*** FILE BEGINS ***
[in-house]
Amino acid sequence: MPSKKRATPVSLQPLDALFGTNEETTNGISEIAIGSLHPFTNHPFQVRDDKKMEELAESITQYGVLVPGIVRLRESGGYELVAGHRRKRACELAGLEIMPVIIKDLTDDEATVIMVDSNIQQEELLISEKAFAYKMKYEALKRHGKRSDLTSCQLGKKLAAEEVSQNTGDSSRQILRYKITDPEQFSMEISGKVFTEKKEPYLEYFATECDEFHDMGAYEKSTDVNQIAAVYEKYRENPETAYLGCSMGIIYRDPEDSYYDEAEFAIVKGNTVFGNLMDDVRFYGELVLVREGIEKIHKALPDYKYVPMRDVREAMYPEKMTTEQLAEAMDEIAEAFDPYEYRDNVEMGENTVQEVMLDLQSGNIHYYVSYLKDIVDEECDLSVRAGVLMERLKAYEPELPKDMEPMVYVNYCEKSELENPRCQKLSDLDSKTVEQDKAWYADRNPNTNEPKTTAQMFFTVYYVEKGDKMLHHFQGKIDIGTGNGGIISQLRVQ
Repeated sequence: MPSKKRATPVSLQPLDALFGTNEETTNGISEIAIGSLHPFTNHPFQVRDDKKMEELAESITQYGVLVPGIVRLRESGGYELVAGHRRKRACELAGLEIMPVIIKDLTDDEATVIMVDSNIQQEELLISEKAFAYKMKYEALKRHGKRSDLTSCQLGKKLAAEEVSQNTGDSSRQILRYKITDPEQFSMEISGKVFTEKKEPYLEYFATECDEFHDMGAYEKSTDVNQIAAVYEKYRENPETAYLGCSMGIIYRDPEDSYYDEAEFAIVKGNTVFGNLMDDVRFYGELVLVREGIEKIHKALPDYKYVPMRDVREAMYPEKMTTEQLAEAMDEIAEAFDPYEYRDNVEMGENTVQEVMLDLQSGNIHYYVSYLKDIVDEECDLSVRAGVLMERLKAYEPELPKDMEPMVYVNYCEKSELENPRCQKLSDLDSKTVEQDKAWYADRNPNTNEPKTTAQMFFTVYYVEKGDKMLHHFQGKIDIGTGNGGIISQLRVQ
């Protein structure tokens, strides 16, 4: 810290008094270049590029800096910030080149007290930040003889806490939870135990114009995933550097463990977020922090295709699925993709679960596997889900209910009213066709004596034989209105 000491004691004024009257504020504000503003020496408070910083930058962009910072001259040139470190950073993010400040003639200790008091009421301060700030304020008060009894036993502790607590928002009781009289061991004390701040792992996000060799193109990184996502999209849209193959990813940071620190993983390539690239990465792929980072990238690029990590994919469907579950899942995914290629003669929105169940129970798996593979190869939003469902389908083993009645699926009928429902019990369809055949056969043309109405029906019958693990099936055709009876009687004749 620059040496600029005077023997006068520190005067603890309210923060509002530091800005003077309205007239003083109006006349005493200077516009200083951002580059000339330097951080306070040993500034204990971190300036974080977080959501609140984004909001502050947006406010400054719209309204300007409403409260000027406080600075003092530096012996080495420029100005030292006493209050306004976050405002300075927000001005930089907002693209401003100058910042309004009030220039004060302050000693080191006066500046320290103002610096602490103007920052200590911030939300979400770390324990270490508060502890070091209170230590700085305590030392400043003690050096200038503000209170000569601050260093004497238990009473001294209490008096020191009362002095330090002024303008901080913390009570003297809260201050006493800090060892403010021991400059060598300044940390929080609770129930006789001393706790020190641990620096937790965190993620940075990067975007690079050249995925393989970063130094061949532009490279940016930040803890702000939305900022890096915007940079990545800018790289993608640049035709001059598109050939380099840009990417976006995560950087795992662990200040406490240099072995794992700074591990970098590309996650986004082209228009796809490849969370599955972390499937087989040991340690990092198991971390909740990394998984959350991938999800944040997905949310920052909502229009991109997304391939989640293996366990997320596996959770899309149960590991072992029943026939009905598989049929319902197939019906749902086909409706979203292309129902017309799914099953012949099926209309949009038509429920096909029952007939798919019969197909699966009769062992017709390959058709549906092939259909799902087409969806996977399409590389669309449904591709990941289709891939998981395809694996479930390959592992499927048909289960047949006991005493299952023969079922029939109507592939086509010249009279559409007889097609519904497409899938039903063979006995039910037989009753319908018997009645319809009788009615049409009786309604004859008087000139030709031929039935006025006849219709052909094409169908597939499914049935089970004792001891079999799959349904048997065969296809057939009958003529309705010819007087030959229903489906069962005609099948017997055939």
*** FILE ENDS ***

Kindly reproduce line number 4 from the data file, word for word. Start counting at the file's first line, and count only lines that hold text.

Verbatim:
């Protein structure tokens, strides 16, 4: 810290008094270049590029800096910030080149007290930040003889806490939870135990114009995933550097463990977020922090295709699925993709679960596997889900209910009213066709004596034989209105 000491004691004024009257504020504000503003020496408070910083930058962009910072001259040139470190950073993010400040003639200790008091009421301060700030304020008060009894036993502790607590928002009781009289061991004390701040792992996000060799193109990184996502999209849209193959990813940071620190993983390539690239990465792929980072990238690029990590994919469907579950899942995914290629003669929105169940129970798996593979190869939003469902389908083993009645699926009928429902019990369809055949056969043309109405029906019958693990099936055709009876009687004749 620059040496600029005077023997006068520190005067603890309210923060509002530091800005003077309205007239003083109006006349005493200077516009200083951002580059000339330097951080306070040993500034204990971190300036974080977080959501609140984004909001502050947006406010400054719209309204300007409403409260000027406080600075003092530096012996080495420029100005030292006493209050306004976050405002300075927000001005930089907002693209401003100058910042309004009030220039004060302050000693080191006066500046320290103002610096602490103007920052200590911030939300979400770390324990270490508060502890070091209170230590700085305590030392400043003690050096200038503000209170000569601050260093004497238990009473001294209490008096020191009362002095330090002024303008901080913390009570003297809260201050006493800090060892403010021991400059060598300044940390929080609770129930006789001393706790020190641990620096937790965190993620940075990067975007690079050249995925393989970063130094061949532009490279940016930040803890702000939305900022890096915007940079990545800018790289993608640049035709001059598109050939380099840009990417976006995560950087795992662990200040406490240099072995794992700074591990970098590309996650986004082209228009796809490849969370599955972390499937087989040991340690990092198991971390909740990394998984959350991938999800944040997905949310920052909502229009991109997304391939989640293996366990997320596996959770899309149960590991072992029943026939009905598989049929319902197939019906749902086909409706979203292309129902017309799914099953012949099926209309949009038509429920096909029952007939798919019969197909699966009769062992017709390959058709549906092939259909799902087409969806996977399409590389669309449904591709990941289709891939998981395809694996479930390959592992499927048909289960047949006991005493299952023969079922029939109507592939086509010249009279559409007889097609519904497409899938039903063979006995039910037989009753319908018997009645319809009788009615049409009786309604004859008087000139030709031929039935006025006849219709052909094409169908597939499914049935089970004792001891079999799959349904048997065969296809057939009958003529309705010819007087030959229903489906069962005609099948017997055939």